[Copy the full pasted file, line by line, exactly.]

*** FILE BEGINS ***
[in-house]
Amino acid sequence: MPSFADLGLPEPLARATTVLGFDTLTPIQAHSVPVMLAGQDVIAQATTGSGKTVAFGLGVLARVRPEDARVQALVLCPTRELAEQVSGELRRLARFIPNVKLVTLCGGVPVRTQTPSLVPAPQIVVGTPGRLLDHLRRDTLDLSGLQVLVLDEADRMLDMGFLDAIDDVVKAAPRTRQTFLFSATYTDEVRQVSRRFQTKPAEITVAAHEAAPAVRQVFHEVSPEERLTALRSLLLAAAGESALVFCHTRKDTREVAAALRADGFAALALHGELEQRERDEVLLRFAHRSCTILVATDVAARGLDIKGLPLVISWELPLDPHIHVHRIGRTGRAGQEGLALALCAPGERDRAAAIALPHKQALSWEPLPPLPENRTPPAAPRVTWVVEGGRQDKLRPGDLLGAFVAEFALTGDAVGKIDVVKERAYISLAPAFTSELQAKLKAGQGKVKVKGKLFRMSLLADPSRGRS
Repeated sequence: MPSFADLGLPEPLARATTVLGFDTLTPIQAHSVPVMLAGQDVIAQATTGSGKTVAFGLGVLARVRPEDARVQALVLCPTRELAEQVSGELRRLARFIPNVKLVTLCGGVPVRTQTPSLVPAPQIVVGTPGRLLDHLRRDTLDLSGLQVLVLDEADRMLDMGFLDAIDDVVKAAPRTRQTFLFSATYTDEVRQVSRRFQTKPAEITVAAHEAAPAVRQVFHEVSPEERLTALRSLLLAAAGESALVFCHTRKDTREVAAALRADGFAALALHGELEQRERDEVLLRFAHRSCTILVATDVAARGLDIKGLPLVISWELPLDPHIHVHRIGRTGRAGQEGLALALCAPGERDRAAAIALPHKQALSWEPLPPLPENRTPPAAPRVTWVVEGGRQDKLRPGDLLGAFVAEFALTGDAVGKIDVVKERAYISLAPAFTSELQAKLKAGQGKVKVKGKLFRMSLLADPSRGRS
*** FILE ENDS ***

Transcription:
[in-house]
Amino acid sequence: MPSFADLGLPEPLARATTVLGFDTLTPIQAHSVPVMLAGQDVIAQATTGSGKTVAFGLGVLARVRPEDARVQALVLCPTRELAEQVSGELRRLARFIPNVKLVTLCGGVPVRTQTPSLVPAPQIVVGTPGRLLDHLRRDTLDLSGLQVLVLDEADRMLDMGFLDAIDDVVKAAPRTRQTFLFSATYTDEVRQVSRRFQTKPAEITVAAHEAAPAVRQVFHEVSPEERLTALRSLLLAAAGESALVFCHTRKDTREVAAALRADGFAALALHGELEQRERDEVLLRFAHRSCTILVATDVAARGLDIKGLPLVISWELPLDPHIHVHRIGRTGRAGQEGLALALCAPGERDRAAAIALPHKQALSWEPLPPLPENRTPPAAPRVTWVVEGGRQDKLRPGDLLGAFVAEFALTGDAVGKIDVVKERAYISLAPAFTSELQAKLKAGQGKVKVKGKLFRMSLLADPSRGRS
Repeated sequence: MPSFADLGLPEPLARATTVLGFDTLTPIQAHSVPVMLAGQDVIAQATTGSGKTVAFGLGVLARVRPEDARVQALVLCPTRELAEQVSGELRRLARFIPNVKLVTLCGGVPVRTQTPSLVPAPQIVVGTPGRLLDHLRRDTLDLSGLQVLVLDEADRMLDMGFLDAIDDVVKAAPRTRQTFLFSATYTDEVRQVSRRFQTKPAEITVAAHEAAPAVRQVFHEVSPEERLTALRSLLLAAAGESALVFCHTRKDTREVAAALRADGFAALALHGELEQRERDEVLLRFAHRSCTILVATDVAARGLDIKGLPLVISWELPLDPHIHVHRIGRTGRAGQEGLALALCAPGERDRAAAIALPHKQALSWEPLPPLPENRTPPAAPRVTWVVEGGRQDKLRPGDLLGAFVAEFALTGDAVGKIDVVKERAYISLAPAFTSELQAKLKAGQGKVKVKGKLFRMSLLADPSRGRS